Hopkins Village is a friendly, Garifuna village which welcomes you to visit its restaurants, shops, bars and beaches. In 2010, Hopkins was voted “the friendliest village in Belize”. As you walk or ride through the village you will have the opportunity to meet people, see the beautiful kids (half of all Belizeans are under the age of 14) and see for yourself the traditions and lifestyle of the community. Many local residents have opened small gift shops where they sell carvings and other handmade crafts so take a look and pick up interesting gifts and keepsakes to take home to friends and family.
The history of the Garinagu people begins with two Spanish shipwrecks carrying indentured West Africans to an exodus to Belize representing over 200 years of staunch resistance to oppression and exploitation.
The Garinagu began arriving in Belize in the early 1800’s with the largest single group coming to Dangriga in 1832 from Roatan, Honduras. The landing of those 200 Garifuna is still celebrated today as a national holiday on November 19th, known as Garifuna Settlement Day.
The Garifuna story begins on the island of St.Vincent to which captured Nigerians escaped after the shipwreck of two Spanish slave carriers. The captives managed to find refuge with the Carib Indians who were a mix of Carib people from South America and Arawak Indians who had occupied the area since 1000 AD.
By the middle of the 18th century the Garifuna, known then as Black Caribs, had become the dominant culture of St.Vincent, absorbing much of the Carib culture into their own and adopting many of their customs and practices in the process. Meanwhile the mounting colonial influence in the area continued with increasing numbers of British settlers arriving in St.Vincent.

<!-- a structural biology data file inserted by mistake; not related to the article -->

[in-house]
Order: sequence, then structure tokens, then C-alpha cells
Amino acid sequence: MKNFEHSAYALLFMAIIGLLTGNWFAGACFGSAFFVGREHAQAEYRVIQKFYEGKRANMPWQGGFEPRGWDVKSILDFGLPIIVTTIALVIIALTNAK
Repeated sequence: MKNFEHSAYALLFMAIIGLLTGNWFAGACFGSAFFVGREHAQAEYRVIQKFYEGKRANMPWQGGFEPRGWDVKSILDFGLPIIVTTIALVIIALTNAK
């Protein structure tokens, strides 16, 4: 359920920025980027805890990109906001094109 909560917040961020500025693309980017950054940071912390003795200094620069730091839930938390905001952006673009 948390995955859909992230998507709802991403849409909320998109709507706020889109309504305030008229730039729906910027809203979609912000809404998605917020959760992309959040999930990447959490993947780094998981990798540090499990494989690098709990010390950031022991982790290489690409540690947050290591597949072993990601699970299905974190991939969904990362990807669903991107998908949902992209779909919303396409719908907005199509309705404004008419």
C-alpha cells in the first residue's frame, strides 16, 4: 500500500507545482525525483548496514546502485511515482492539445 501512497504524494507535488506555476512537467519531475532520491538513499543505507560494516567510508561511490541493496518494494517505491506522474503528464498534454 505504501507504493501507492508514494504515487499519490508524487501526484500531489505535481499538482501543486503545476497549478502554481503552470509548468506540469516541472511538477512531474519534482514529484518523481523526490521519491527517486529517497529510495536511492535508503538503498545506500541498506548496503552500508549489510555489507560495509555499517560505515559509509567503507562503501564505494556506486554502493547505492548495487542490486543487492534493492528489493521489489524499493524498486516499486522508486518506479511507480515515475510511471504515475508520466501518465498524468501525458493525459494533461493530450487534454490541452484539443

After realizing that the British would never allow a free black community to live so close to their slave dependent plantations, the Garifuna began to try and drive the British off the island with repeated raids to their settlements. The skirmishes culminated in a single bloody battle that resulted in the capture of five thousand Black Caribs and the death of their leader, Joseph Chatoyer.
Concerned over the possible resurgence of the Black Caribs, the British shipped 2000 people off to the island of Roatan, part of the Bay Islands near Honduras. Abandoned with supplies for three months, many of the Garifuna died before being taken to Trujillo in Honduras by the Spanish. Further colonization and continued persecution caused what was left of this determined community to move again, this time to British Honduras, now known as Belize.
Drums and drumming are one of the ancient traditions of the Garinagu and is still practiced today, especially in Hopkins and Dangriga. In Hopkins, there is the “Lebeha Drumming Center” where you can see drumming and learn a few techniques. Arrangements can also be made to have private drum lessons and jam sessions at Villa Verano! If you are interested in learning how drums are made, Mr. Coleman, also in the village, still makes drums and you are welcome to watch him make his creations. Advance notice is necessary.